For the second time in less than a week, Los Angeles’ Teragram Ballroom played host to one of the bands leading the Changing of The Guard in British music. Artists whose blistering sound, impassioned performances and connection with their audience, are forging a scene uninterested in begging for scraps from the Britpop table. South London’s Shame, like Idles the week before, tore through the Teragram in what was a set that was captivating, euphoric and at times anarchic.
After strong support sets from Goon and Sextile, Shame crashed onto the stage with Dust on Trial. Frontman Charlie Steen fixing the crowd with a wild eyed stare. His intensity and stage presence lying somewhere between Ian Curtis and Iggy Pop, Steen beckoned the crowd forward.
“You live in California, you’re good looking, you’ve got chiseled cheek bones, enjoy yourself”
He told us as they plowed into Concrete and One Rizla. Steen cranked both himself and the audience up. Whipping them into a swirling maelstrom. After prematurely announcing a new song, they conferenced before reverting back to setlist to play The Lick. Only the briefest postponement, before Human For A Minute received its Los Angeles premier.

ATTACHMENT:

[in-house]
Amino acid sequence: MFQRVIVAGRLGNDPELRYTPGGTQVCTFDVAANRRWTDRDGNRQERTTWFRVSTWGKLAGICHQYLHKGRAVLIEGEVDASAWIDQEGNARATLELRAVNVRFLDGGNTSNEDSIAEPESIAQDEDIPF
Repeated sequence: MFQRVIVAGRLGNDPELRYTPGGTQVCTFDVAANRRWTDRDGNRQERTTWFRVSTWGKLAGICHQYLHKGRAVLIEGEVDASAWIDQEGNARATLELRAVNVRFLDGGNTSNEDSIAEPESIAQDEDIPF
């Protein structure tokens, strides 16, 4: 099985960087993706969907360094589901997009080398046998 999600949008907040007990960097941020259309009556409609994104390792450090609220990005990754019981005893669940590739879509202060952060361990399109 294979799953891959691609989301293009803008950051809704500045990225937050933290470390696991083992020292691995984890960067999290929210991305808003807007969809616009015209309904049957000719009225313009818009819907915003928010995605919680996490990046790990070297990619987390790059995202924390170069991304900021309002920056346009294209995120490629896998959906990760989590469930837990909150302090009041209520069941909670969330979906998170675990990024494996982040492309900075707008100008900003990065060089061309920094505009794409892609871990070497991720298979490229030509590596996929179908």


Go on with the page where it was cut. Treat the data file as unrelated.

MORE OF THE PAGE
Singling out members of the audience, calling them closer before diving headlong amongst them, Steen wasn’t the only animated band member. Bassist Josh Finerty tirelessly sprinted around the stage. Using the drum riser as a springboard to propel himself high into the air. Another new song, this one nameless gets a run out amongst Friction, Angie and Lampoon. As he passes the mic around the crowd, Steen enters a tug of war with the audience over his stage towel. Someone climbs on his shoulders, and before long he’s wading out over the top of them.
As the band took a briefest of breaks before an encore, you had to wonder how we all got through this riotous performance without anyone getting hurt. That turned out to be premature as Josh Finerty hit the deck. Eventually helped to his feet by a roadie, he was done for the night.
In someway, it was a prophetic end to the set. While Shame are a band that reject the traditional concepts of archetypal rock and roll stars. They still believe in the old fashioned notion of leaving it all on the stage. Prepared to shed blood, sweat, tears, and cartilage, if it means you having a good time.